Step 2: Sprinkle baking soda all over the tub, use a little extra on the spots that have stains and mildew. Baking soda is a great cleaner used for cleaning a variety of different things but it can’t do the job all on it’s own. Use a grout or scrub brush to scrub the tub to make the baking powder a paste. Then scrub the day lights out of it. Be sure to get the corners and dark spots very well.

Step 3: After scrubbing the baking soda into your tub, it’s time to break out the vinegar. You may want to wear gloves because the smell of vinegar can stick to you. Dip your scrub brush into the vinegar and continue to scrub the tub. Vinegar is not only a disinfectant but will help activate the baking soda and get a deeper clean. Be sure to scrub especially hard on the mildew and dark spots.

Step 4: Time to rinse away the vinegar and paste! The easiest way to rinse everything is to take a bucket and fill it with hot water. While rinsing, be sure to check for any spots that are still dark, like around the drain, where your soap bottles sit or in the corners. 

Step 5: Time to touch up all those leftover dark spots. Start off the same way as the steps above. Apply the baking soda and vinegar. Once again, the scrubbing is going to play a big part in this step. You can also add a little dish soap to help lift any hard to get spots. If there happens to be any mildew along your caulk line that is a dark black color, the only way to get rid of that is to re caulk the tub. You could also try bleach like OxyClean or hydrogen peroxide. Both work well and are kind to the environment.  

Natural Tub Cleaners

If you don’t want to have any chemicals in your home or on your tub, try these natural tub cleaning alternatives below:

Sodium Bicarbonate – More commonly known as baking soda, or Nature’s greatest miracle…just kidding, but it’s probably up there. Baking soda has so many uses – it deodorizes, whitens, disinfects, you can cook with it, and tons of others. Chances are, you probably already have some baking soda sitting in your fridge. If you’re going to try cleaning with it buy a new one so that you get the most effectiveness out of it. Baking soda has whitening effects so it’s great for using on many different surfaces like showers, tile floors, grout, toilets and sinks. So, go to town with it, it’s extremely cheap too so you don’t have to hold back. If you don’t use it all cleaning, I’m sure you’ll find something else you can use it for.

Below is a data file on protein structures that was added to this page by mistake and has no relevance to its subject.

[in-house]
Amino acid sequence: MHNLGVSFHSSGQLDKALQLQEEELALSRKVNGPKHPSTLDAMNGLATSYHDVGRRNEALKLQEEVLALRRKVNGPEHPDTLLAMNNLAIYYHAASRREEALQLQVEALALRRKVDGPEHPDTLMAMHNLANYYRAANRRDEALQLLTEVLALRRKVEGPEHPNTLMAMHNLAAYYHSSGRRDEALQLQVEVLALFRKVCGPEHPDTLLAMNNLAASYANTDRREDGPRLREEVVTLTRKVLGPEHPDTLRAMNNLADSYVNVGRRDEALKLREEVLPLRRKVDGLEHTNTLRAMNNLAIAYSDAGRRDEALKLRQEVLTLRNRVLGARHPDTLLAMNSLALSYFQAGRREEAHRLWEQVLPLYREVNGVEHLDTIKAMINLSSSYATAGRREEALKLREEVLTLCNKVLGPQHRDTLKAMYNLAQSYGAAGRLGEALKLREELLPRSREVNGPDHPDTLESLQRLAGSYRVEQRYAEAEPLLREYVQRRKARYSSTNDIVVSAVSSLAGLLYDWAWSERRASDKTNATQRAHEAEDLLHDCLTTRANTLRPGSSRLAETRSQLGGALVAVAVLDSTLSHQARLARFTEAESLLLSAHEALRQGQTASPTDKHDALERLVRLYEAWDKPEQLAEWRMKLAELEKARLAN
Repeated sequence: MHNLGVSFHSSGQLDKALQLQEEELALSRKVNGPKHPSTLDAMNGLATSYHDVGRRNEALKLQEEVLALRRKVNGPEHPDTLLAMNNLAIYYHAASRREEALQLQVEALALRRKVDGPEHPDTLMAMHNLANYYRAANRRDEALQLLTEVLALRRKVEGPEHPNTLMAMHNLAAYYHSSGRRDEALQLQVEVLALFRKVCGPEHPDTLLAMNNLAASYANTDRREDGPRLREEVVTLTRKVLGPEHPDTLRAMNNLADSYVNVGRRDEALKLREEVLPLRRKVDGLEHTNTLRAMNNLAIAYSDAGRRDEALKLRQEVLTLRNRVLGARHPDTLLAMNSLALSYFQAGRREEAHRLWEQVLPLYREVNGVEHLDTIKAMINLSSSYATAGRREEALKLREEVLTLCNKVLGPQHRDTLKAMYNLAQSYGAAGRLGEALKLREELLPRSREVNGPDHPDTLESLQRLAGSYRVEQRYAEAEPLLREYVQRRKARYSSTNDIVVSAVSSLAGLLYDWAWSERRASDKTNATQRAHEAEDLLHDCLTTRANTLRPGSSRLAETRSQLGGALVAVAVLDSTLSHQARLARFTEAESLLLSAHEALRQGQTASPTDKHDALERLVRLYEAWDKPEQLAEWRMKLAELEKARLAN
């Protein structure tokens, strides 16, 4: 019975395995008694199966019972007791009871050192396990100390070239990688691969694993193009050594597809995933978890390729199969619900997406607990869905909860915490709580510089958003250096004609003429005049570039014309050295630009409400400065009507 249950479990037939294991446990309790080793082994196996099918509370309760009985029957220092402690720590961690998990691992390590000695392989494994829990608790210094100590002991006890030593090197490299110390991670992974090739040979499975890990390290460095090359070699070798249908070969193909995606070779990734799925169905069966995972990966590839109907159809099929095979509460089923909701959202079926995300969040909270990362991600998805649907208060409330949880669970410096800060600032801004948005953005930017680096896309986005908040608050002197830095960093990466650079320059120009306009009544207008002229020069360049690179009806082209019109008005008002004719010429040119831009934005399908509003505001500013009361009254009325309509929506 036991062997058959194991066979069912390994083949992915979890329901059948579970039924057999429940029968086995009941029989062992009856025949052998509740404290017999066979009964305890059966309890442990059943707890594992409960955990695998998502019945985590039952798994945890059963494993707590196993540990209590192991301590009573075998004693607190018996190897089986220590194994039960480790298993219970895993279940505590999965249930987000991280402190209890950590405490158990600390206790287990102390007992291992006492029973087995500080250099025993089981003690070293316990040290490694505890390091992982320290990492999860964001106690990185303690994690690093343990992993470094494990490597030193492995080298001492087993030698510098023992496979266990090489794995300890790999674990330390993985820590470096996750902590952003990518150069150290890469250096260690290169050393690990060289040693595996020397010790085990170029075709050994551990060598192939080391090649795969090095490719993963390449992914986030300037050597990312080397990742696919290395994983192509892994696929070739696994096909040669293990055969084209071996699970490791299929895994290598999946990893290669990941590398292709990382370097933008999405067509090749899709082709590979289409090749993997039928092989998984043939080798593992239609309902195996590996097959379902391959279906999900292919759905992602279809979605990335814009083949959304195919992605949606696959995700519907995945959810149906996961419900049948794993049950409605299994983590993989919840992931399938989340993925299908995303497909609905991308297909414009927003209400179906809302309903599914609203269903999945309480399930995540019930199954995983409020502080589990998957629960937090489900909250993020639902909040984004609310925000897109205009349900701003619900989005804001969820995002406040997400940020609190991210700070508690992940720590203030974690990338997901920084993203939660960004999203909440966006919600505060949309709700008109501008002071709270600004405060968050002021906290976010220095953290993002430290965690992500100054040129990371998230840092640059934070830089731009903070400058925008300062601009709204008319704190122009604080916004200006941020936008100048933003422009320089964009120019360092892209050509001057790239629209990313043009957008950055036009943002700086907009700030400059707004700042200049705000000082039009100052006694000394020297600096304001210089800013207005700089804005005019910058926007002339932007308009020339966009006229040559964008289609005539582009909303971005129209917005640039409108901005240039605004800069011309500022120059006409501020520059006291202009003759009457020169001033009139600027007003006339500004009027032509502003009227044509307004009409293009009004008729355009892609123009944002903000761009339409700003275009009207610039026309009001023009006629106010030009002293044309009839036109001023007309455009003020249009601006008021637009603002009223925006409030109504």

Vinegar – Vinegar disinfectants, it’s cost-effective, simple to use, and it works. You can combine it with baking soda and relive middle school science class as you watch it bubble away light dirt and grime. Not as exciting to watch as that middle school volcano project, but still fun, in it’s own adulting way. Vinegar’s available at pretty much any grocery store, Walmart or even online.


The Sweat of One’s Brow – As anyone knows who’s ever fought with a tough stain that just wouldn’t come out, there’s no substitution for blood, sweat and tears. However, blood, sweat and tears work sometimes and sometimes the chemical compound that caused the stain could care less. However, aside from any really bad stuff staining your home, with rags, vinegar, baking soda and vigorous polishing you’ll be able to clean most small, surface level grime and buildup off.

Identifying and Removing Different Types of Bathtub Stains: 


Mild Stain Removal Process:

For mild stains and heavy dirt buildup follow these quick and easy steps:


  1. Get some white vinegar and warm water and mix them equally in a spray bottle.


  1. Grab your miracle-working baking soda and sprinkle it all over the tub, especially in those corners where dirt and grime loiter.


  1. After sprinkling the tub with baking soda, grab your vinegar spray and spray it over the baking soda and watch it bubble. Warning: If you don’t like the smell of vinegar then this might not be the solution for you. The baking soda will help dampen the smell, but it’s still pretty strong.


  1. Let the mixture bubble for 15 minutes and then grab a soft sponge or cloth and scrub it down until it starts to become pasty.


  1. After you’ve scrubbed the solution to a paste, let it sit for another 15 minutes and then wipe it all off, rinse it off and you’re done!



Removing Tough Bathtub Stains: 

Got some stubborn stains that eat vinegar and baking soda for breakfast? We’ve got you covered. Follow these 3 simple steps below to get them out.


  1. Here we go again with the middle school science class solutions. Grab some hydrogen peroxide and mix it with, you guessed it, baking soda. You’ll want to make it into a paste by using a 2 to 1 mixing ratio: 2 parts baking soda to 1 part hydrogen peroxide. For example, if you’re going to use cups – you’d add 2 cups of baking soda and 1 cup of hydrogen peroxide.


  1. Rub the paste excessively on the stain. Cover the stain with your homemade paste and then just let it sit for a while, 45minutes to an hour – depending on how bad the stain is.